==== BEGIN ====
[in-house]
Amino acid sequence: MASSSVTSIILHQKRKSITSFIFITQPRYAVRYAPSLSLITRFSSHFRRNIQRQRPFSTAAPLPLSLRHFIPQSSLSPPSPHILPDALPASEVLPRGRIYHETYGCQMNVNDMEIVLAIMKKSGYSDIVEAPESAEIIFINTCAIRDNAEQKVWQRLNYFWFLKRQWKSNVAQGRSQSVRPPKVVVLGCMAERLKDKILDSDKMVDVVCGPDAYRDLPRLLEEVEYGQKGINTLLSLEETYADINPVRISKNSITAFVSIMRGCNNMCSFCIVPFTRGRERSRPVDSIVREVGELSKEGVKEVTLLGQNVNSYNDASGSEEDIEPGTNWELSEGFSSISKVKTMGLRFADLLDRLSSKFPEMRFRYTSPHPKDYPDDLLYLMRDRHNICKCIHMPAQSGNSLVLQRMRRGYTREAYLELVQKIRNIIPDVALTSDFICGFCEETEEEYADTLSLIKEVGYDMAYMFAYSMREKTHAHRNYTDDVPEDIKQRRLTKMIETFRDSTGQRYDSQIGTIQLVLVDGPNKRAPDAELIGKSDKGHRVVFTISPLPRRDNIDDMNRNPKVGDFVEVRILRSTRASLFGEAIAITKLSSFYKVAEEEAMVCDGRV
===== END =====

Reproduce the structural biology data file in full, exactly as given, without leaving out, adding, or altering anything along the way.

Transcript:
[in-house]
Amino acid sequence: MASSSVTSIILHQKRKSITSFIFITQPRYAVRYAPSLSLITRFSSHFRRNIQRQRPFSTAAPLPLSLRHFIPQSSLSPPSPHILPDALPASEVLPRGRIYHETYGCQMNVNDMEIVLAIMKKSGYSDIVEAPESAEIIFINTCAIRDNAEQKVWQRLNYFWFLKRQWKSNVAQGRSQSVRPPKVVVLGCMAERLKDKILDSDKMVDVVCGPDAYRDLPRLLEEVEYGQKGINTLLSLEETYADINPVRISKNSITAFVSIMRGCNNMCSFCIVPFTRGRERSRPVDSIVREVGELSKEGVKEVTLLGQNVNSYNDASGSEEDIEPGTNWELSEGFSSISKVKTMGLRFADLLDRLSSKFPEMRFRYTSPHPKDYPDDLLYLMRDRHNICKCIHMPAQSGNSLVLQRMRRGYTREAYLELVQKIRNIIPDVALTSDFICGFCEETEEEYADTLSLIKEVGYDMAYMFAYSMREKTHAHRNYTDDVPEDIKQRRLTKMIETFRDSTGQRYDSQIGTIQLVLVDGPNKRAPDAELIGKSDKGHRVVFTISPLPRRDNIDDMNRNPKVGDFVEVRILRSTRASLFGEAIAITKLSSFYKVAEEEAMVCDGRV